Then there are those who have started their channels, and get discouraged by the amount of time it takes to grow. This problem is caused by survivorship bias as well. As I’ve mentioned in past entries, streamers often look to the most successful channels to gather inspiration for their own shows. This can be highly detrimental to motivation for some of us, because it skews our perspective about what a Twitch channel should be like. When only watching a stream with 100 concurrent chatters, it’s easy to think that any stream without such a flow of conversation isn’t a real stream. When we see a streamer who gets new follow or cheer alerts every few minutes, we can’t help but feel that our own channels could be the same way if we only act like those streamers on their shows. But of course, what we don’t see is the incredible amount of time and effort that led those streamers to where they are. I can guarantee that any channel at the top bracket of Twitch didn’t look or act in the same way when they were starting out. In entries like 3 Easy Tips to Network on Twitch, I suggested looking for channels of a similar size to your own. It’s easier to form a good relationship with streamers who are going through similar experiences on the platform, and you can get a more realistic picture of things that might work at your own channel’s scale. Of course, there’s nothing wrong with watching large channels if you enjoy their content, but you should keep in mind that their practices are usually not going to be compatible with your own content.  


As I’ve mentioned in other entries, it’s helpful to put on blinders when making your content. These two problems connected to survivorship bias I’ve mentioned are only able to occur if you watch other Twitch streams. And the more you watch, the heavier your mental burden becomes. So if you find yourself having a hard time with creative blocks on Twitch, try cutting back on the amount of streams you watch in general. inspiration doesn’t always have to come from other sources after all, it can also come from within. But we all love watching Twitch streams, so just try to be careful that you don’t form harmful expectations about your own content based on the creations of others. If you keep that in mind, it will help you to see your channel for what it is. 

Friday, July 23, 2021

Allow Your Streams to Evolve


While I’ve covered a large range of topics throughout The Twitch Playbook, they all ultimately fall into one of three major categories. First, what allows a Twitch channel to continue growing? Second, what makes a Twitch channel better than it was before? And third, what makes us happier while making our content? And tying them all together is the most important question of all: What happens when it’s necessary to sacrifice one of these three categories in order to let the other two thrive?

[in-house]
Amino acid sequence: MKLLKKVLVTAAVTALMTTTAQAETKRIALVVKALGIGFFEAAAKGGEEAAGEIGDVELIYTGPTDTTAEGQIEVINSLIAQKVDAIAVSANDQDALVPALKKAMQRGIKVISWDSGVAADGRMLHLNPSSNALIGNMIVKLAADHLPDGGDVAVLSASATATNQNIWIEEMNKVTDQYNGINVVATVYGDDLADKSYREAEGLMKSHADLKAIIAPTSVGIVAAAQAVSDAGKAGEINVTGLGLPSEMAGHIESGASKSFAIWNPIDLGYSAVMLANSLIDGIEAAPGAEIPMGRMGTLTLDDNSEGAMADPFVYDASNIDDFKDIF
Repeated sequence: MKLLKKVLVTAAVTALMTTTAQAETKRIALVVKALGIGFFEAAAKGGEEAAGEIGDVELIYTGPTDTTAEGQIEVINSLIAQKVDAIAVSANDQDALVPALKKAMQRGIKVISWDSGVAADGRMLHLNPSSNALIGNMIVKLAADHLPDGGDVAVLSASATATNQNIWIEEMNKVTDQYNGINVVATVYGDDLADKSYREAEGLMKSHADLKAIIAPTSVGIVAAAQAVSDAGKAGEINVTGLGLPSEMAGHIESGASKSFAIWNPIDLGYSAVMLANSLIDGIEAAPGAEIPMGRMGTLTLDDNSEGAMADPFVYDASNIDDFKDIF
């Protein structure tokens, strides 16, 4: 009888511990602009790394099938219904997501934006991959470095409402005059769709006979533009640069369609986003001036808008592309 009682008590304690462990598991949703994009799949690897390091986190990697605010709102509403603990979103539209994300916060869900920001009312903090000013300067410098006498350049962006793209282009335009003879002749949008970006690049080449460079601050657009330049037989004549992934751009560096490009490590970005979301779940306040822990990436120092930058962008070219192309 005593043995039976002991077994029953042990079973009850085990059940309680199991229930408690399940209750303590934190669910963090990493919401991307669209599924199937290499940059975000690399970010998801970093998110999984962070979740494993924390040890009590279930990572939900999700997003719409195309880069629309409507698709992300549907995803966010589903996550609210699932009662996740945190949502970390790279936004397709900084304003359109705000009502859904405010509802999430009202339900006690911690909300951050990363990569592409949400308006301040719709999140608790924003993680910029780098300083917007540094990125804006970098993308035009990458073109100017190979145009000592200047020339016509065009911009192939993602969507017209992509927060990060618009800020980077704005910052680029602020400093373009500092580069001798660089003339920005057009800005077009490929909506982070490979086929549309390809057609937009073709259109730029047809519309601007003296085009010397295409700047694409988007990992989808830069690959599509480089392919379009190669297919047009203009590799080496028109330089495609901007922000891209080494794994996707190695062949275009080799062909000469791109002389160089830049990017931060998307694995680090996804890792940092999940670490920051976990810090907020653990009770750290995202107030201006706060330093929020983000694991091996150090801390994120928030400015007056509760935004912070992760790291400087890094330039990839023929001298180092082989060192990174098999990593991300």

Some people are content to chase growth and improvement, finding happiness in their popularity if not necessarily in the act of streaming. Others are willing to let quality fall behind in order to grow fast and enjoy the ride. And a third subset, which includes myself, find that they don’t mind slowing expansion if it can let them produce better work and be happier while doing it. There isn’t necessarily a right or wrong choice here- everyone has different life goals and interests. But it’s useful to know which aspect can be dialed back on your own streams when life comes knocking. 


Throughout the lifetime of my channel, my content has continued evolving. My channel today doesn’t resemble the channel I had when I started streaming. And even though I often talk about how many times I’ve changed or pivoted my own brand in these entries, Twitch Playbook listeners who visit my streams may sometimes be surprised: many of the features I described in early episodes are no longer in effect on my channel today. 

Here's a franchise that certainly wasn't afraid to
evolve with every successive entry.

It’s easy to forget, especially for those who just recently found The Twitch Playbook and binged the episodes, that this podcast has been coming out every week for the past two and a half years. In that time, I’ve described successes, failures, iterations and all sorts of other experiences. These entries aren’t a postmortem, describing a channel that I ‘finished’ when I started producing the podcast- they discuss a living, breathing, and constantly shifting piece of content week over week. In this entry, I’m going to talk about how my channel has evolved since beginning the podcast, and demonstrate how even good features sometimes have to go, if they don’t further our life goals. 


I’ve often spoken in this resource about one of the big changes I’ve gone through on my channel: my focus more and more toward appreciating video game storylines. But what does that really entail, and how far have I gone with it? Yes, I never talk over cutscenes. And yes, I’ve become more confident in playing longer, less conventionally exciting games on my channel. I’ve also decided to jettison many of the features that have worked for me in the past, in order to create more space for the aspects of streaming that I enjoy most. I’ve described all these changes before. But while I’ve detailed each of these individual things, and how they helped me further my goals on their own, I haven’t necessarily gone into what all those combined changes have made the channel look like today. So let’s take a look at the channel as a whole.